The biggest project I am taking part in is the Big Screen Olympic Videos. Right from the start, I had expressed my preferred role as a Sound Operator, so I joined Team 1 with that role.
Recording sound on location is a tricky task – it requires good preparation, attention to details, and focus. What is more, most of the locations we are filming at are sports halls, where there is a lot going on and I have to make sure I have a good balance of ambient sound in the background and a clear recording of our interviews. The final videos will be screened on the big screens in Coventry city centre, which means the sound should be really clear so viewers and passersby can hear what is being talked about, over all the sound pollution of traffic.
So with all that in mind, I set off to do my role.
The first sport we had to film was Swimming, it was with my team (Team 1), and it was the first time most of the crew had worked together. I didn’t even know most of them as they were all from Year 3. We were meant to film in the Sports Centre in Coventry, where there is an Olympic sized pool.
It was decided that we’d first go on a recce there, to get to know the place, to see where the sound and light was good for our interviews, and to get used to each other in this crew. I think it was a very good decision, as there were lots of small details to take into consideration at this location, that the Producer and Directors needed to be aware of. There were specific rules of who we were and weren’t allowed to film, what we could wear inside, it was also a good time for us to test how the heat and moist inside would affect the equipment.
As I was on sound, it was my responsibility to make sure I was using the right settings, and that I test the sound around the pool. It proved to be tricky, as the big pool area was very noisy, and the walls and windows were reverberating quite a lot. Me, the Assistant Director, and the Presenter, went around the location to test what the best spot was to film interviews so that the sound is clear enough, and the visuals work. We found that it was better to be as close to the water as possible, and especially important – to be as far from the walls as possible. Windows weren’t such a problem, but the walls were really bouncing off a lot of the noise and the microphone was picking up too much of it.
Another good thing about the sound recce was that I could see how long the batteries would last and if we needed to supply more batteries for the shoot. I was also noticing the ambient sound, and tested a few spots where it was best to capture a wild track of the location.
Two days after the recce, we went to record the actual video. The DoP and camera operators had already tested a lot of camera angles, so they quickly set up, waited for the cameras to accommodate to the heat and moist, and started capturing cutaway shots. The light was a bit different from the recce, as we had made the recce with natural light while our shoot was in the evening – so the house lights were on. To be honest though, I think it looked much better with the houselights.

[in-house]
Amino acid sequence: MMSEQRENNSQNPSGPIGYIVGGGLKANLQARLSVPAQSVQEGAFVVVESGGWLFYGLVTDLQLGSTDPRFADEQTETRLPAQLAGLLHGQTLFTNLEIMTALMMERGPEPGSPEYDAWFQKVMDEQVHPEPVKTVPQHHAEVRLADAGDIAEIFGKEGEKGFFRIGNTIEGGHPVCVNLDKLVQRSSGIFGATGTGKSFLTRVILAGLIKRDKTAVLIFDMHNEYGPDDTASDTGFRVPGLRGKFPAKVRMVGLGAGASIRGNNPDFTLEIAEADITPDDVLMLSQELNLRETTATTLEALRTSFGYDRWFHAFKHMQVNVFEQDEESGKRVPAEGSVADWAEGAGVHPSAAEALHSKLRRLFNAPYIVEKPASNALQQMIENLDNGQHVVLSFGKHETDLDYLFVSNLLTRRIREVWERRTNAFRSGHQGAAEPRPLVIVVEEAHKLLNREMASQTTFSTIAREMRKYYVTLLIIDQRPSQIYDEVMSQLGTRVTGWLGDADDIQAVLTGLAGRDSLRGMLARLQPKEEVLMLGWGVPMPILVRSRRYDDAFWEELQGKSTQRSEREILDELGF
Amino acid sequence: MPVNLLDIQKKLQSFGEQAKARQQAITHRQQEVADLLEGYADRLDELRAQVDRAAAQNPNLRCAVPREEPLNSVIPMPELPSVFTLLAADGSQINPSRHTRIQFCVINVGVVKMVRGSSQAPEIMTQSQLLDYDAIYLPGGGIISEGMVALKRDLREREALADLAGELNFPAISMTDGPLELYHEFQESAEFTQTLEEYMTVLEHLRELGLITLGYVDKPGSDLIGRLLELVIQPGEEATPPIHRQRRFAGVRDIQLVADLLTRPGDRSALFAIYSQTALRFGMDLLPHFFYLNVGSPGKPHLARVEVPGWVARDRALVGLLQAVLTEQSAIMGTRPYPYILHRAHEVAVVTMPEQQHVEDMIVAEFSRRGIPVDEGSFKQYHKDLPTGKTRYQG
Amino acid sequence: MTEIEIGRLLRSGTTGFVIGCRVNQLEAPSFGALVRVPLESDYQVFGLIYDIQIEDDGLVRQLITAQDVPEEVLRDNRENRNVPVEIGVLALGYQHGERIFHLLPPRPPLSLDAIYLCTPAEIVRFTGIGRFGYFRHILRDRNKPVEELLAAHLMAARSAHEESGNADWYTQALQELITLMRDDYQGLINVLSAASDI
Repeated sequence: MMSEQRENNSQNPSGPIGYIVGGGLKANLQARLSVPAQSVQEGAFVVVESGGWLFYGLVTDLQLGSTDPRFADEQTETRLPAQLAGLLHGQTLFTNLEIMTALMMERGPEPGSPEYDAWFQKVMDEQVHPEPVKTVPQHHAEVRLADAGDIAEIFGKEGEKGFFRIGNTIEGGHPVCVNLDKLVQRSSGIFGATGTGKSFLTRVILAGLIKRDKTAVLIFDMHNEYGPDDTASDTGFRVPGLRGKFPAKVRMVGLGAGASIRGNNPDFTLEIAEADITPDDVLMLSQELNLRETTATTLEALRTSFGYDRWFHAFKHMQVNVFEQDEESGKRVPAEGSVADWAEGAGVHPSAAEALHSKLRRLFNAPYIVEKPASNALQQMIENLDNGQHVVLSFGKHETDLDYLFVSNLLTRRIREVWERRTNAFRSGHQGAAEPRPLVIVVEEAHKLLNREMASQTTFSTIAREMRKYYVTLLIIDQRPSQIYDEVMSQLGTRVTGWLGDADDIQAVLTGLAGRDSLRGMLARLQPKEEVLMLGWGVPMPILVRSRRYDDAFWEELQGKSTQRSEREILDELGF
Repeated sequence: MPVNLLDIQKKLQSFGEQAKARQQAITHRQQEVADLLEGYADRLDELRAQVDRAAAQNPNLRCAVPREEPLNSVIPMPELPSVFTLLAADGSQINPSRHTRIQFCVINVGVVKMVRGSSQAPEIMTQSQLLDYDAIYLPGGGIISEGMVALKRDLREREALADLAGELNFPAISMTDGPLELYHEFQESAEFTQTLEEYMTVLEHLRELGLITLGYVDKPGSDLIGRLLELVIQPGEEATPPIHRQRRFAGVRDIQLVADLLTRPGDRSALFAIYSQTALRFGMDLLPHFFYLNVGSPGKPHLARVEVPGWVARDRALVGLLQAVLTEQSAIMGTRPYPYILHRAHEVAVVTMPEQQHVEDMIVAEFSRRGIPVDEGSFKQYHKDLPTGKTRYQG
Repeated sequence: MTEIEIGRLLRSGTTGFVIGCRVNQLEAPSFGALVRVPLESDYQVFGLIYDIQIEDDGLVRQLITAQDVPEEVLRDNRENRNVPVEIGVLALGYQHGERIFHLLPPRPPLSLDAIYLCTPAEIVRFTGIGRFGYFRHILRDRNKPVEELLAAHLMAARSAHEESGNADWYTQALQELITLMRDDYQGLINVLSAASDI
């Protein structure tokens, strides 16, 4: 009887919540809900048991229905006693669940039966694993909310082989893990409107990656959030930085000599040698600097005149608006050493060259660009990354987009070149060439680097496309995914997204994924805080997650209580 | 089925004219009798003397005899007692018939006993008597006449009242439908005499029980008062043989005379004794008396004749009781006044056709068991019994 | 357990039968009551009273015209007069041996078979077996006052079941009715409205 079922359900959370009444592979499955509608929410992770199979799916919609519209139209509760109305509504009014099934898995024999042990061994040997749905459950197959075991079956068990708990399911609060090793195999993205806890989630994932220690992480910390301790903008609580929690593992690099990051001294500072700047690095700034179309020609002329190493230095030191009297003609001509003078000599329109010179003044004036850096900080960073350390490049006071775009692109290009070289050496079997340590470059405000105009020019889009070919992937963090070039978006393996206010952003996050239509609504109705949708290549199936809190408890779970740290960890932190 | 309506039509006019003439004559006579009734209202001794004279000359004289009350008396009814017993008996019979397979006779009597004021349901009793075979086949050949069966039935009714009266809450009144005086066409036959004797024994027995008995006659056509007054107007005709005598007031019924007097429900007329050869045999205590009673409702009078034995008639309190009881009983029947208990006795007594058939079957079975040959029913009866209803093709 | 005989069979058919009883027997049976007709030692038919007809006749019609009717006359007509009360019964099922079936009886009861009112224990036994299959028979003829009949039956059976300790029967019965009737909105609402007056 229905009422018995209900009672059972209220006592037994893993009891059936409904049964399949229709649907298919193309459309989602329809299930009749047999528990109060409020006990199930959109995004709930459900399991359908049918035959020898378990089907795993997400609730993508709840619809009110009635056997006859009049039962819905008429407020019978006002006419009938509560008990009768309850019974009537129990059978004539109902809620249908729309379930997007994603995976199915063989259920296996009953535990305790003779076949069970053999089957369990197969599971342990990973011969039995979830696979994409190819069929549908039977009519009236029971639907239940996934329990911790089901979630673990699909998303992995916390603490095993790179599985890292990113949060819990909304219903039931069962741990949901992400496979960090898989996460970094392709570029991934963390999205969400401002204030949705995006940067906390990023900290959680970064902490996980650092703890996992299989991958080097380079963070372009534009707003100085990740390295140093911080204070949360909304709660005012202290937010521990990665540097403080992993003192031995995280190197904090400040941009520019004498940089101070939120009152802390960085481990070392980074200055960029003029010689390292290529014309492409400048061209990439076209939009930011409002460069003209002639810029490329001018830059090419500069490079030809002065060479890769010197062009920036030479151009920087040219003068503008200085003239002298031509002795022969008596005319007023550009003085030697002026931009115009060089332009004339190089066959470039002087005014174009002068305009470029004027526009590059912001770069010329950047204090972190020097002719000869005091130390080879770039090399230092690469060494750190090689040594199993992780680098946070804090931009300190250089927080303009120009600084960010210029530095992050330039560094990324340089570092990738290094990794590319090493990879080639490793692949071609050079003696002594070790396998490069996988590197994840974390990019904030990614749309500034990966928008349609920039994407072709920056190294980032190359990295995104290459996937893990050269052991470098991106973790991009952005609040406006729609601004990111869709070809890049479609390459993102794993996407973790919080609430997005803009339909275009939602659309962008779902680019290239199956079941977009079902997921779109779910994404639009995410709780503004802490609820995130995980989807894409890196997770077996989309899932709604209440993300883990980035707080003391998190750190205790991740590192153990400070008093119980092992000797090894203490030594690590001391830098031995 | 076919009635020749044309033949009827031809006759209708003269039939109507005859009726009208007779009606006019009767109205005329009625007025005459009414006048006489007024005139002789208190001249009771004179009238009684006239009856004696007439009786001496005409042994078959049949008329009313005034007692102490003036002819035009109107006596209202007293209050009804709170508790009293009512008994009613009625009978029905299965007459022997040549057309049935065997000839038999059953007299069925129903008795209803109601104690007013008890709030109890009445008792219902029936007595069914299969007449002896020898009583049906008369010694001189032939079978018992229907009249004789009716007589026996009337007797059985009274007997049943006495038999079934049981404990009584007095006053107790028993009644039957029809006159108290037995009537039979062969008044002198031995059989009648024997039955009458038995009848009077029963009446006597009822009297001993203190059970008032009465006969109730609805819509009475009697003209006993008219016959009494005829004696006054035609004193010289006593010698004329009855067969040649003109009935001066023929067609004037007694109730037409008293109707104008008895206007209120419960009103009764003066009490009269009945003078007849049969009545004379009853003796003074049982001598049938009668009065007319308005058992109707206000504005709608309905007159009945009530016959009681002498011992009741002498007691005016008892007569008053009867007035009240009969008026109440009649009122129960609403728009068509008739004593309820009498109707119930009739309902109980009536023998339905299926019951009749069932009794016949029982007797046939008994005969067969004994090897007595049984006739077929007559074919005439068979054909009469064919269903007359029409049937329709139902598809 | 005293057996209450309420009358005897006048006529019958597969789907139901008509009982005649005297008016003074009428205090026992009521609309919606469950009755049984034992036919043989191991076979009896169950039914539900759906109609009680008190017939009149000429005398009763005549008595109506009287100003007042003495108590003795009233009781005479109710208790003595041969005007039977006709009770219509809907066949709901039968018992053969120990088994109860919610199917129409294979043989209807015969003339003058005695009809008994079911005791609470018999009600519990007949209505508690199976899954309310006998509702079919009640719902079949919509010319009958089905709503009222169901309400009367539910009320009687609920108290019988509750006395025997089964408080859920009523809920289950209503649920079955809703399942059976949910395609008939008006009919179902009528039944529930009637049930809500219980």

While the operators were filming cutaways, I went on to record a few ambient wild tracks. Then, we set up for the presenter and first interview. There was a bit of a miscommunication going on with my department, as I wasn’t always given clear directions when to record. There were times when the directors were only directing the camera operators, forgetting that I needed direction too. I had to check if the cameras were recording or not, and to be following what the operators were doing, which made me a bit stressed. Also, since I was using a rifle microphone and even a boom pole for some of the clips, I was having a hard time dealing with all the cables and equipment with only two hands, whilst also making sure I am operating the recorder properly and not moving about the cables as they were making unwanted noise.
Another problem I had was the audio levels of the presenter and the interviewees. Our presenter had a very quiet voice, while everyone that we interviewed was much more louder. Since I was only using one rifle microphone and placing it between them, it proved extremely hard to keep the levels consistent. So bad that I made the mistake to say in front of an Olympic champion I couldn’t work with her voice! That was embarrassing for the whole team, and later in a meeting the Director specifically asked me to not talk like that on set, and speak to him in private whenever I had a problem. It was good having this meeting after the shoot, as I could also express my concerns with not being properly directed, which is of course a common mistake camera-focused directors make – but when capturing sound separately, especially in a multi camera shoot, they need to think about every crew member and whether they know what they are doing.